Smash Day!

Have you ever wondered what smashing a watermelon in slow motion would look like? What about a Kinder Surprise Egg? What about milk, lego, or even a real egg? This list grew longer and longer as Emma, Nathan and other children started brainstorming these hypothetical questions.  I love sitting and chatting with the children about crazy and wonderful ideas, however, this time we were so inspired we vowed to make it happen.  It was here, at a typical OSC table, that we created the idea of Smash Day.

In order for Smash Day to work we first needed a list of items.  Even though we had some initial ideas we wanted to talk more about why we were picking each items and what were the pros and cons of the items we wanted.  Our main goal was to find a balance between science, fun and minimal waste.  We quickly revived our list to include the following:
  • Watermelon (mini)
  • Kinder egg
  • Egg (expired) 
  • Water balloon
  • Lego
  • Pie (crust + whipped cream)
  • Apple
  • Milk (small container) 
  • Mentose and coke (mini can)
  • Cup of coffee ( Carolyn's) 

Our next step was to organize a safe, easy way to clean up our proposed mess.  Luckily, we had an old tarp on the way out that would take care of the mess for us.  Soon we were hyping up Smash Day to everyone, from kids to leaders.  Wednesday couldn't get here soon enough.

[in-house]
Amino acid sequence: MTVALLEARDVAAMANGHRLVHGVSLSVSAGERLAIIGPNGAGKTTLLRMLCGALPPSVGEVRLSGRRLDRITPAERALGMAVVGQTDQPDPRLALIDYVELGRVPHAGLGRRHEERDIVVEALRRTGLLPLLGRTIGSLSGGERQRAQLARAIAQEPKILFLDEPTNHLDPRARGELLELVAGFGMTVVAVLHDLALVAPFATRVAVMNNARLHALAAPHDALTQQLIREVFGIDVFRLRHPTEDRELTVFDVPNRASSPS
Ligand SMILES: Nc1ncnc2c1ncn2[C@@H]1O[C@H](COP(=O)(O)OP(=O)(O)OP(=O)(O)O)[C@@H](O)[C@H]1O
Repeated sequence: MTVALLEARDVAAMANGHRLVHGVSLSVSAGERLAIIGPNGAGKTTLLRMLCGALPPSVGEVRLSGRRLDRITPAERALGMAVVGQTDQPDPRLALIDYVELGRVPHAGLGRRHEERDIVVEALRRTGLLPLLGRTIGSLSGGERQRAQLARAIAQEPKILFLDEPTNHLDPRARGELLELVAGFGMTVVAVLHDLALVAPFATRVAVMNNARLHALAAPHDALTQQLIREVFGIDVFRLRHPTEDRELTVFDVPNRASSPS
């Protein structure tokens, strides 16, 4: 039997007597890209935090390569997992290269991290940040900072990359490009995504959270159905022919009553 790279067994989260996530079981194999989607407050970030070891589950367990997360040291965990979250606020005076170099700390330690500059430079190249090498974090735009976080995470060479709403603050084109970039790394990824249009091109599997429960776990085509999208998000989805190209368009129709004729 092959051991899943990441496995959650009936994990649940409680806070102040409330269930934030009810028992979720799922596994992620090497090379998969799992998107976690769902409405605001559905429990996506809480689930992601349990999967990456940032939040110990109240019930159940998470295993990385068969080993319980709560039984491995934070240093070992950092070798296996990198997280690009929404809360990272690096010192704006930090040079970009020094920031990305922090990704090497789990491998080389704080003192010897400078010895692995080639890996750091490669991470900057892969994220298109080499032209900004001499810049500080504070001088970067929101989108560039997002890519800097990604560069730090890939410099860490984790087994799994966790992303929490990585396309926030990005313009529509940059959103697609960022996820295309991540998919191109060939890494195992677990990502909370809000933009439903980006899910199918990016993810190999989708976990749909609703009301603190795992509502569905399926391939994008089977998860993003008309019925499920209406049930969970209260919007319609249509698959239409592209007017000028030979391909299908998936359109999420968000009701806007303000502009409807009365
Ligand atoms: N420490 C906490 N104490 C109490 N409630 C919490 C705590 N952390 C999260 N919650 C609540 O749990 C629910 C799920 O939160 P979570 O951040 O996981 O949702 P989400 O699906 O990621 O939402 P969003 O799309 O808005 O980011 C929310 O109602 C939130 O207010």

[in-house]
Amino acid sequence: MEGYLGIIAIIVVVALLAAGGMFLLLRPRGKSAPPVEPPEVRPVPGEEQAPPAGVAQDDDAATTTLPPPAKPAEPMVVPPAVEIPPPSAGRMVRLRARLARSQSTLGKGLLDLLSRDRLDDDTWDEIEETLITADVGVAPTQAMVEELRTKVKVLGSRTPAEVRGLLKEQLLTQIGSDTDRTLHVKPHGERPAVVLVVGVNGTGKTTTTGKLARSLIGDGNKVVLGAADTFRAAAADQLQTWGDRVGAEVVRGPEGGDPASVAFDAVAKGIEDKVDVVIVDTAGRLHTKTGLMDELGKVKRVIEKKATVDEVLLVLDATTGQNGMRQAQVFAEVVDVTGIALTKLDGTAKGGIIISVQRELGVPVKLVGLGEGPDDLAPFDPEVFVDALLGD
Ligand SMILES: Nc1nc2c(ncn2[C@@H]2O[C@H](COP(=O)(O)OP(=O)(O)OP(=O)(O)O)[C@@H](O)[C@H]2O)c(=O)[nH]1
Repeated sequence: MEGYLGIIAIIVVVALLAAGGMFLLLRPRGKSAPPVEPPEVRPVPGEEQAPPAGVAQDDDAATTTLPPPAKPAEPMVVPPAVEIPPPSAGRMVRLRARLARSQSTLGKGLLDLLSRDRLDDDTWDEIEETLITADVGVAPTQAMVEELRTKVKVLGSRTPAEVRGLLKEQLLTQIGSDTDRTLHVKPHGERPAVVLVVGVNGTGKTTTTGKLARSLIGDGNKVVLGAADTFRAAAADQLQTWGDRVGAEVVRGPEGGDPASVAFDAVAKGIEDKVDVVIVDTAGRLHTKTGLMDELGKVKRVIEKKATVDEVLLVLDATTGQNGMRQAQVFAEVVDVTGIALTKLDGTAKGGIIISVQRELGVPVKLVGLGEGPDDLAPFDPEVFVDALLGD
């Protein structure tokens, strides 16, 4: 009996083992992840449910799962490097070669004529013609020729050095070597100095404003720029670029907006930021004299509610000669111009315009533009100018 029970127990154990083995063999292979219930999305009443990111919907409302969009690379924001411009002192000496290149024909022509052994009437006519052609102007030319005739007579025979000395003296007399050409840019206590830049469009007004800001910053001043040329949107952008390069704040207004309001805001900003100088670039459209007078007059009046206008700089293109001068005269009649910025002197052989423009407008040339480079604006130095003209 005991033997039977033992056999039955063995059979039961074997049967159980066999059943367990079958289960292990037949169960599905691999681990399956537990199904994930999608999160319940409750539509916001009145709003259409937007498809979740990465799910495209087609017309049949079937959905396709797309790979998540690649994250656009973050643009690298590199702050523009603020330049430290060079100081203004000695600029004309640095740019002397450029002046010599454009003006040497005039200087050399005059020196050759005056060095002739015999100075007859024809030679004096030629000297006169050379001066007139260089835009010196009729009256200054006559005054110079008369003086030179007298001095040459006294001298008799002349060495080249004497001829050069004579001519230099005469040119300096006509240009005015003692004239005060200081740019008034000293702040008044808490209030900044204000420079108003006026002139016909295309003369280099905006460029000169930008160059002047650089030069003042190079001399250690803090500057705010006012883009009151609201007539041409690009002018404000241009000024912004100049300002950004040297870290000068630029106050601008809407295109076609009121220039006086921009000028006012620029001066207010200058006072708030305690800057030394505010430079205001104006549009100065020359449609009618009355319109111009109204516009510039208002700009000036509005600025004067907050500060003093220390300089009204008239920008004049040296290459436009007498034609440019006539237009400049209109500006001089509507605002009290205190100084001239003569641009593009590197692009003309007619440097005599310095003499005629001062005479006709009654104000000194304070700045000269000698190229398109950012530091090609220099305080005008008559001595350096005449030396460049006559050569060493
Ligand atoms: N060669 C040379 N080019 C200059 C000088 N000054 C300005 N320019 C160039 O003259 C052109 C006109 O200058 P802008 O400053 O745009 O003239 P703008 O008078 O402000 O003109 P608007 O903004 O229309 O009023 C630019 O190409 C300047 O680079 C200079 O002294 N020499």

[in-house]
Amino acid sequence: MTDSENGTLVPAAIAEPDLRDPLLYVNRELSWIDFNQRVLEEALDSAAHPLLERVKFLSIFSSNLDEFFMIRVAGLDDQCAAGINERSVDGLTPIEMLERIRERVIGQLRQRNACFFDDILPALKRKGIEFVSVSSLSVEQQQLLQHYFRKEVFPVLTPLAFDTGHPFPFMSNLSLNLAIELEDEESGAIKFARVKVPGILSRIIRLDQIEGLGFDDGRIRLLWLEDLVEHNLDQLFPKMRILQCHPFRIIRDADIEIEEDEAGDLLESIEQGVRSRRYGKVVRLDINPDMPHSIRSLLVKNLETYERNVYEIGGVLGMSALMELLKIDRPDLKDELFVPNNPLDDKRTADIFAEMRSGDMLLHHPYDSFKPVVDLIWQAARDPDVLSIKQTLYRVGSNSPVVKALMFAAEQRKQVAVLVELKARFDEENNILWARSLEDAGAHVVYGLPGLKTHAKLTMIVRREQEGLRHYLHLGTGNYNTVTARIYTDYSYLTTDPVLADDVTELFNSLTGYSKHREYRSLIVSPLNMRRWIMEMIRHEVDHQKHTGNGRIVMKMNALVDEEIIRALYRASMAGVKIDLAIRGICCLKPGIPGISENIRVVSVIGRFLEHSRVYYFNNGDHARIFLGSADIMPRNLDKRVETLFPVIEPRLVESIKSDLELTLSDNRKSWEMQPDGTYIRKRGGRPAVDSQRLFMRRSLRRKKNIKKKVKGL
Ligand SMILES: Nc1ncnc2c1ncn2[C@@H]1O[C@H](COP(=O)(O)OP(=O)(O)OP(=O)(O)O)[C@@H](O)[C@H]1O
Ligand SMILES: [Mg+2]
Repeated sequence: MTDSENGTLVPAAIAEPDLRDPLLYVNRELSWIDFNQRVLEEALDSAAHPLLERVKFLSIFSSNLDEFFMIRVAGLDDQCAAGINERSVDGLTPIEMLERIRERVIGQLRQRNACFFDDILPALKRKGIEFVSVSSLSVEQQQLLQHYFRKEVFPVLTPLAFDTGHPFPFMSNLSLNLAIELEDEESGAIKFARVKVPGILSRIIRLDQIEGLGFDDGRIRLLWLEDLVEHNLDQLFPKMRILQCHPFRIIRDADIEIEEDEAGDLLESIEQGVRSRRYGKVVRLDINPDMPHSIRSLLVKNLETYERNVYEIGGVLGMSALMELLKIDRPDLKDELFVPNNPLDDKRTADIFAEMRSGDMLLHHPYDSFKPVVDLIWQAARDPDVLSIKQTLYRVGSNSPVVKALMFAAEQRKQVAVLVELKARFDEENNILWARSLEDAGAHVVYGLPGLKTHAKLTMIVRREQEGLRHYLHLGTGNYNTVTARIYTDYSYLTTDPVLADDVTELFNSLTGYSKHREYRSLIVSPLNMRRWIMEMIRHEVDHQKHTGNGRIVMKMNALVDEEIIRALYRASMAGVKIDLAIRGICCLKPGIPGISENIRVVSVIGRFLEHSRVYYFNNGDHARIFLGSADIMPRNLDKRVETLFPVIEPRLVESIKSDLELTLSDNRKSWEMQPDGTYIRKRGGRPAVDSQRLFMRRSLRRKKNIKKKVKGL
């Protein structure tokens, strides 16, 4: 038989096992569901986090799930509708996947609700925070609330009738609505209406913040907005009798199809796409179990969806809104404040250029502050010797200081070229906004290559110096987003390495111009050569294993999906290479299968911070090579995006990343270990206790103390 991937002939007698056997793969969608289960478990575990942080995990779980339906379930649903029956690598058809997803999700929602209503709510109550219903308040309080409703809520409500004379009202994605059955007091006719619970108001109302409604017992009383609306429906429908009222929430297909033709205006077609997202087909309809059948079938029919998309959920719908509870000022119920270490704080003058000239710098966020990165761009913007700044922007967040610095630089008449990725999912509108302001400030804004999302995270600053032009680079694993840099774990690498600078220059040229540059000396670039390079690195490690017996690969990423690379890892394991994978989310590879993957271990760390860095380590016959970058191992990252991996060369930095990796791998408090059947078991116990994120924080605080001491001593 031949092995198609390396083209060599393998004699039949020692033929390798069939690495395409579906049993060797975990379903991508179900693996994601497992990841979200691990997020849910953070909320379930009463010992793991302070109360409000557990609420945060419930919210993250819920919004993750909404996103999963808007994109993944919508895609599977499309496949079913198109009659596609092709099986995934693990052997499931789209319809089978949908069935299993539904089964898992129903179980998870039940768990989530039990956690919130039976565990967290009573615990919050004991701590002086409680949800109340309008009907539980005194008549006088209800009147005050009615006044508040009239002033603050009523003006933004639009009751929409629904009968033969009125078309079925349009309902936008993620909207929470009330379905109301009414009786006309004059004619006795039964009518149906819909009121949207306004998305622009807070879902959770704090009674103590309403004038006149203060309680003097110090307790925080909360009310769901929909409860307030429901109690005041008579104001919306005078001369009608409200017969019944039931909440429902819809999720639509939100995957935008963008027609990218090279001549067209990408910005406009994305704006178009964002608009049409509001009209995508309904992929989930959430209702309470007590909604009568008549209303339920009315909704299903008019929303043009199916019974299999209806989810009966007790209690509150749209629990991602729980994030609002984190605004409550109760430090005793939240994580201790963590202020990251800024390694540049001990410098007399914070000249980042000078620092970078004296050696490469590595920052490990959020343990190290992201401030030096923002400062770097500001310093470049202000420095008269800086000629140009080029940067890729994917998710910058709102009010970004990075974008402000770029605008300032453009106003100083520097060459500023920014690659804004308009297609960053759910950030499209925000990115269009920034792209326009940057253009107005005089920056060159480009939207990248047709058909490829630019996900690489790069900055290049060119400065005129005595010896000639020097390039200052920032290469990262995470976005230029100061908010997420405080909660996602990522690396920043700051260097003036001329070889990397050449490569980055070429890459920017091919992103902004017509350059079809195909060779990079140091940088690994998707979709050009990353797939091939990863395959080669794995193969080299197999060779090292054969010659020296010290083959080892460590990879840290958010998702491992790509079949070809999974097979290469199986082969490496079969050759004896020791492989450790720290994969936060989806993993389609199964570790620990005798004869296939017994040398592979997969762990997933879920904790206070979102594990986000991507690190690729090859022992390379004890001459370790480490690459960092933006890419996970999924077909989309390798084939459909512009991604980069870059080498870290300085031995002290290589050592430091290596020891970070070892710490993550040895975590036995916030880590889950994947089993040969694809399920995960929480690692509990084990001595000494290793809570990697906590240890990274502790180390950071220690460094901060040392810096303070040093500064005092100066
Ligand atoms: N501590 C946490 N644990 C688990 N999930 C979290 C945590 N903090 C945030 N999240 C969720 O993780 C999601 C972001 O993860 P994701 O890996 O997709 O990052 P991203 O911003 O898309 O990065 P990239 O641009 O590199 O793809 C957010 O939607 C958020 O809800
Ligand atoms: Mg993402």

On Wednesday afternoon everyone jumped into action and helped set up the final phase of our project.  Sarah organized the items into a smashtastic order.  Brianna set up the ladder and found us an optimal smashing space.  Kevin set up the tri pod and slow mo camera and I set up our observation board.  I checked in with our planning crew and we agreed we wanted 3 questions answered.

  1. How high did it bounce?
  2. What did the item look like after it was smashed? Was it close to the original shape or not?
  3. How close did it land on the target?
As everything was being organized we split everyone into groups and handed out observation sheets.  Before anything was smashed we all took a moment to predict the outcomes.  I noticed that the phrase "a thousand pieces" was used quite a lot for question 2. 

Soon the excitement bubbled over as I announced it was time to drop the first item, a banana.  The silence after the banana landed was strange.  There was a sudden feel of disappointment.  The banana drop was a flop.  However, soon water balloons, mini pies and even my cup of coffee were splashing onto the tarp (and Kevin, Sorry!)  which filled the group with excitement once again. 

For me the highlight of our experiment was the mini watermelon.  The slow motion video was by far my favorite, and unfortunately the last because my phone ran out of storage. 

After the last bit of chocolate milk was cleaned, the observations recorded, and the videos compiled and am left feeling very satisfied.  I look forward to the next time we take a wonderful, creative, and crazy idea and smash it, figuratively and maybe literally.  Tune in to find out!

Carolyn